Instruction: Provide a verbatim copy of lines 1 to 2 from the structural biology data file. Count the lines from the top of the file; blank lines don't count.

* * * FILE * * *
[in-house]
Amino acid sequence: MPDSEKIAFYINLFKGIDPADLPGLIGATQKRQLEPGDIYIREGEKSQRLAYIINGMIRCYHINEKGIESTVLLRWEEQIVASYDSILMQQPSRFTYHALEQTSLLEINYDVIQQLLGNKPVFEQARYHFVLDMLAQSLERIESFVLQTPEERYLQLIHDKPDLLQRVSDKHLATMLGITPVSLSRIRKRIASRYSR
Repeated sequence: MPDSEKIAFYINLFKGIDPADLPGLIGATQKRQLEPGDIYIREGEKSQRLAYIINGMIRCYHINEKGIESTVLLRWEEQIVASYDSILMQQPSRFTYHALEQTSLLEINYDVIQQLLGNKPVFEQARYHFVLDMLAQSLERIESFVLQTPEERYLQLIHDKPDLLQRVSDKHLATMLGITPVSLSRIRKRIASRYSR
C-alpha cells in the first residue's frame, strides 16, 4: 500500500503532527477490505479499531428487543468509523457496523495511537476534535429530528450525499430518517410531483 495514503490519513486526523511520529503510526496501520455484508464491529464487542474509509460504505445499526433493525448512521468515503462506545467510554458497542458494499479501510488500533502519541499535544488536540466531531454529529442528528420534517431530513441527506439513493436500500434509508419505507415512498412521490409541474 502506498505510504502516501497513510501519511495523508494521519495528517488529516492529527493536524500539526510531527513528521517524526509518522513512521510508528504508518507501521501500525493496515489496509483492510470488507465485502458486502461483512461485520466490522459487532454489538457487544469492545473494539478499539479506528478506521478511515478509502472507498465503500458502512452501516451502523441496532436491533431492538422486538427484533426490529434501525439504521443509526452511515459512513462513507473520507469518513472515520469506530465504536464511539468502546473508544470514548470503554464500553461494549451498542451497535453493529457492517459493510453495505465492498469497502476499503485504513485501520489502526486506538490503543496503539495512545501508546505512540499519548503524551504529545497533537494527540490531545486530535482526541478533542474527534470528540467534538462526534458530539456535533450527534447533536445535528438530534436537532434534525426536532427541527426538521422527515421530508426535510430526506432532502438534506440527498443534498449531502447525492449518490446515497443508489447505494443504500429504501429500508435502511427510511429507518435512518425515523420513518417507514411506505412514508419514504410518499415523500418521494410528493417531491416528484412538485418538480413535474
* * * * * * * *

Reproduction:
[in-house]
Amino acid sequence: MPDSEKIAFYINLFKGIDPADLPGLIGATQKRQLEPGDIYIREGEKSQRLAYIINGMIRCYHINEKGIESTVLLRWEEQIVASYDSILMQQPSRFTYHALEQTSLLEINYDVIQQLLGNKPVFEQARYHFVLDMLAQSLERIESFVLQTPEERYLQLIHDKPDLLQRVSDKHLATMLGITPVSLSRIRKRIASRYSR